How do party leaders exert power in Congress?

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  • Created on: 25-05-14 19:32
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How can a majority leader exert power in Congress?
What is a majority leader?
· In both houses, there is a majority and minority leader for each party
· They are elected by their respective party members in both houses at the
start of a new legislative session
· In both houses, majority and minority leaders:
· Act as day to day "director of operations"
· Hold press briefings to talk about their respective houses
· Act as a liaison between the House/ Senate and the White House
· The Senate Majority leader plays a key role in bringing bills to debate
· The House majority leader plays a key role as second to the House Speaker
· Since the 1980s, the power of majority leaders has been grown
· Reinforced by the 1994 Contract with America by the Republicans-
nationalised midterm elections
· Further, party votes have become more common- eg Republican opposition
to Obama's Stimlus Bill
How can a Majority Leader exert power?
· By ignoring seniority in assigning committee chairmanships, though this rarely
happens.
· Monitoring progress of a favourable bill and imposition of timetables for its
completion, for example Reid announced his support for the Employment
Non Discrimination Act, preventing people being discriminated against
because of their sexual orientation when seeking employment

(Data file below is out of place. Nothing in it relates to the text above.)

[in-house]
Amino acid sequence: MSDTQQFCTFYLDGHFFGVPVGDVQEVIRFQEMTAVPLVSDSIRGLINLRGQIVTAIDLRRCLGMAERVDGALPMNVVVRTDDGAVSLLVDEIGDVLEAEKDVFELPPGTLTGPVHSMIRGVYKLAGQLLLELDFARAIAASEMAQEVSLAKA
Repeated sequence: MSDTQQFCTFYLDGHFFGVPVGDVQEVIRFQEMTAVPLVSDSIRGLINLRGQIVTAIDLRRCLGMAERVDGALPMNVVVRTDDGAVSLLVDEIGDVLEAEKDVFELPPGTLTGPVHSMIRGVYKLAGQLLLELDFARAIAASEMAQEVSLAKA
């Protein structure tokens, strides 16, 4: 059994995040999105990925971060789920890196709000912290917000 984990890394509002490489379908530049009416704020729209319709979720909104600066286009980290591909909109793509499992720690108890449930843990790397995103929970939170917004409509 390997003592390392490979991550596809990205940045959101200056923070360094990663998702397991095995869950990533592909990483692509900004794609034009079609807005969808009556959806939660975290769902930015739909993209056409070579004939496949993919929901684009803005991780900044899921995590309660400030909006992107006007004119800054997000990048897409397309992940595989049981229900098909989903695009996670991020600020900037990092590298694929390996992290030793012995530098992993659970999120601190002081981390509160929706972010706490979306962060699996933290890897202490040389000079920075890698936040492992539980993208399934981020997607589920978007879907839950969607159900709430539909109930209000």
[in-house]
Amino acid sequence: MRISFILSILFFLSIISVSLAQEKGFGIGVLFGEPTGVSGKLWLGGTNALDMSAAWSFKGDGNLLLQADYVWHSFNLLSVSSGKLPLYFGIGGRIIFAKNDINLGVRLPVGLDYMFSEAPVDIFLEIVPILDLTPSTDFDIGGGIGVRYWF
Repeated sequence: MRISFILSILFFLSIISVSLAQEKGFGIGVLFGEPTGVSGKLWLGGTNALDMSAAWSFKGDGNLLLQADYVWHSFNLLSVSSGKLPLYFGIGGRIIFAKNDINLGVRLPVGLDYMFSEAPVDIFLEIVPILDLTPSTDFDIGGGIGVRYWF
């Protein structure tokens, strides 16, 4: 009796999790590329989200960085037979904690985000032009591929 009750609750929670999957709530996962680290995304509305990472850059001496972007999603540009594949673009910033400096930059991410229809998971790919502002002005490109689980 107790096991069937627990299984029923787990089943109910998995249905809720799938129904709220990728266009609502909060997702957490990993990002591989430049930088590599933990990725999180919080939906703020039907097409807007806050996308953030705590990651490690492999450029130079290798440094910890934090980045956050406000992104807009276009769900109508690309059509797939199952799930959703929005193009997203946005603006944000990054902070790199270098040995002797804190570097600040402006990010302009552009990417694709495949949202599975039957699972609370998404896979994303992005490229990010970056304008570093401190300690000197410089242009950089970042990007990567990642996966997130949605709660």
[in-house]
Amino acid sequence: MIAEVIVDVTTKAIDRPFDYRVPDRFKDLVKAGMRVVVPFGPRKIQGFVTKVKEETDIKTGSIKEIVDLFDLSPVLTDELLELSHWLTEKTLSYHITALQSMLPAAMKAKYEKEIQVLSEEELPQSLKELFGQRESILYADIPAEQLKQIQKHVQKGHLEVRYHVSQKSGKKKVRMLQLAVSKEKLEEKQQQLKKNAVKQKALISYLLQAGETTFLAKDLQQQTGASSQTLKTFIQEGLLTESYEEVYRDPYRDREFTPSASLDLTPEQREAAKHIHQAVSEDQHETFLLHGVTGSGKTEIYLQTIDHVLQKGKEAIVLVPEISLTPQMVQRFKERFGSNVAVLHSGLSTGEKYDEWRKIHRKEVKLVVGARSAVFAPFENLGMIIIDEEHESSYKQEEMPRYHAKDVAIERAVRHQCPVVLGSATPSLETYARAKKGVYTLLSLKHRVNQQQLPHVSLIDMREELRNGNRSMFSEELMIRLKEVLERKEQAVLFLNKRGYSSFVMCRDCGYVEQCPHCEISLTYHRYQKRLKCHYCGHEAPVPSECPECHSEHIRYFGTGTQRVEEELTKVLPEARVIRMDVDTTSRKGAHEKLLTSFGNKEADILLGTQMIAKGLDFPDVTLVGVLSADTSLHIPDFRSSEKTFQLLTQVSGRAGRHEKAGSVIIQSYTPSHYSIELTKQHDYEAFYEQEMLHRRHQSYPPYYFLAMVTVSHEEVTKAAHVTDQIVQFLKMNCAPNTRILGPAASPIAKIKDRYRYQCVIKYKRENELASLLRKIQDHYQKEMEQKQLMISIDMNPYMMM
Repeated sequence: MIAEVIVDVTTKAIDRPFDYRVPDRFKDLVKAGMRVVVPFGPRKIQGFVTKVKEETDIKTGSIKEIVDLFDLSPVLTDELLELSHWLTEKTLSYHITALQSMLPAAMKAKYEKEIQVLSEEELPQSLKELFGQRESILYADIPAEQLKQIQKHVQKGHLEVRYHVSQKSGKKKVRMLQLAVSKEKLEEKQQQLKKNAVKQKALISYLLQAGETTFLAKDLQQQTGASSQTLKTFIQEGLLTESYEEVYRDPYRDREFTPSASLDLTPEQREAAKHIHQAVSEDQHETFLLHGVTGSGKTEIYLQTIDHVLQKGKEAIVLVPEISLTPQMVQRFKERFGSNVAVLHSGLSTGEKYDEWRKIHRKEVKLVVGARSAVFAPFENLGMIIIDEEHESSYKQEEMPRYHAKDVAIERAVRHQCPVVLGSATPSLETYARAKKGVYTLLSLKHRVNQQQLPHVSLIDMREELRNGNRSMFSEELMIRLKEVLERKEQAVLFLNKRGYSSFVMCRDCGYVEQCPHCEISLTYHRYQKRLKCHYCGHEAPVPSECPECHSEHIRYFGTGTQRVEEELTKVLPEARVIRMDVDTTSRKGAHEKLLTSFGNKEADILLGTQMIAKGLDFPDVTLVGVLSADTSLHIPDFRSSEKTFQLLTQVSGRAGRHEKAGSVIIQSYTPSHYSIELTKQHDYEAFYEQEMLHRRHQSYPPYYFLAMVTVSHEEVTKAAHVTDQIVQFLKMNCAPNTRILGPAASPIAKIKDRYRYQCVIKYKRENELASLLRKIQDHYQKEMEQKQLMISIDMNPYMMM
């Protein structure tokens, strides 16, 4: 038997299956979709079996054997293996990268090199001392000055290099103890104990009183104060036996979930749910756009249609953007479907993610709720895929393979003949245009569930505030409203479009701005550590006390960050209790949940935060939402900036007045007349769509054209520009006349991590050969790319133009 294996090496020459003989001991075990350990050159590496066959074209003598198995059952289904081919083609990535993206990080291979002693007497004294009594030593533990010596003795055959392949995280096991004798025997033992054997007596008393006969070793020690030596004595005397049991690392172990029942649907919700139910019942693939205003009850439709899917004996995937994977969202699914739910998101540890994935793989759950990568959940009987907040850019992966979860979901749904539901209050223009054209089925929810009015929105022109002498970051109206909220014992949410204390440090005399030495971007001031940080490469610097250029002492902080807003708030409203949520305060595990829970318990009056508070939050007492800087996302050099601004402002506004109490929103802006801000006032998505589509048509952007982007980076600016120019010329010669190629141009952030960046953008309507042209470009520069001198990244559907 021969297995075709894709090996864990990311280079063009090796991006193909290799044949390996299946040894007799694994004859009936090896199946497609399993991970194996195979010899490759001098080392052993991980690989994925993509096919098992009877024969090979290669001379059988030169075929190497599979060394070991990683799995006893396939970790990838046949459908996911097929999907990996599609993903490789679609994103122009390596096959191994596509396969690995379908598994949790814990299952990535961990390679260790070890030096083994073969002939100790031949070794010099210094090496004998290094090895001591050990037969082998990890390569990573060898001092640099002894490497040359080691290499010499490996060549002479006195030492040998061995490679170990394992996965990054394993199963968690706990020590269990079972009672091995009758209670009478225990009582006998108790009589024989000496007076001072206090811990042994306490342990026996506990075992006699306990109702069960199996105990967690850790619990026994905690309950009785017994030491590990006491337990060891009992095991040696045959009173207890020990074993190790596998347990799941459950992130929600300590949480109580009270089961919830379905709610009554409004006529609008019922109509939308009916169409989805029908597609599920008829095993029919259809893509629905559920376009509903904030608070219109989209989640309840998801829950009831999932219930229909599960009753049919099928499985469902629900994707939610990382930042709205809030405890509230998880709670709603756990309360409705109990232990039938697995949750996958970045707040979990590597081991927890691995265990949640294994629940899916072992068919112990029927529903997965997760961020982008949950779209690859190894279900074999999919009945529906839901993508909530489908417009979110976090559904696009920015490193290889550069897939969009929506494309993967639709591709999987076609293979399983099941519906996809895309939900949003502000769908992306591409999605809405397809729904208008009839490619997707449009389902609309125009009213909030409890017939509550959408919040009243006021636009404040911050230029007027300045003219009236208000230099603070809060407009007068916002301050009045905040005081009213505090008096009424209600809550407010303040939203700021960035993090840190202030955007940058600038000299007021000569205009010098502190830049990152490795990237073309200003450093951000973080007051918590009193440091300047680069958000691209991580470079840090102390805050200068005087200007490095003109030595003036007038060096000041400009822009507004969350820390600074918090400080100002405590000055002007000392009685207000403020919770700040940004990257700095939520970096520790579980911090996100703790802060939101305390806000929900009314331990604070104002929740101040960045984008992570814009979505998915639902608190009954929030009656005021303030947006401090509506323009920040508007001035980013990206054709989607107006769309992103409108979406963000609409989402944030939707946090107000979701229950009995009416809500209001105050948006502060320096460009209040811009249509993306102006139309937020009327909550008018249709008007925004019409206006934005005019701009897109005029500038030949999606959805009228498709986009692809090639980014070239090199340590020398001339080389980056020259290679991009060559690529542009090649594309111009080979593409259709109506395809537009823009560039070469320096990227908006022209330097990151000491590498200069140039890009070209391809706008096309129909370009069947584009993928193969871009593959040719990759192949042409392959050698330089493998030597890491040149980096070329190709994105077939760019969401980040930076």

· Working with House Rules Committee members to help design bills more
favourable to the majority, eg preventing hostile amendments
· Promises to committee members if they support a bill- for example, promises
to help fund campaigns, helping to further them in their careers (eg senior
positions, cabinet members etc) and promising funds for a specific directive
· However: committee members can still receive pressure from other areas;
the administration (eg President), constituents or pressure groups (as part of
Iron Triangles)
Limits to party control
· In 2010, 30 Democrats voted against the Afforable Care Act (Obamacare)
· There was divisions between Speaker Boehner and House Republicans over
some fiscal legislation
· Also in the Senate, party control is weaker, because of a variety of reasons:
· Their length of tenure (6 years at the least)
· No "House Speaker" equivalent
· Smaller number of members, therefore there is less need for rules of
procedure and are more willing to negotiate
· Also- represent a whole state and are not subject to gerrymandered districts
as House reps are

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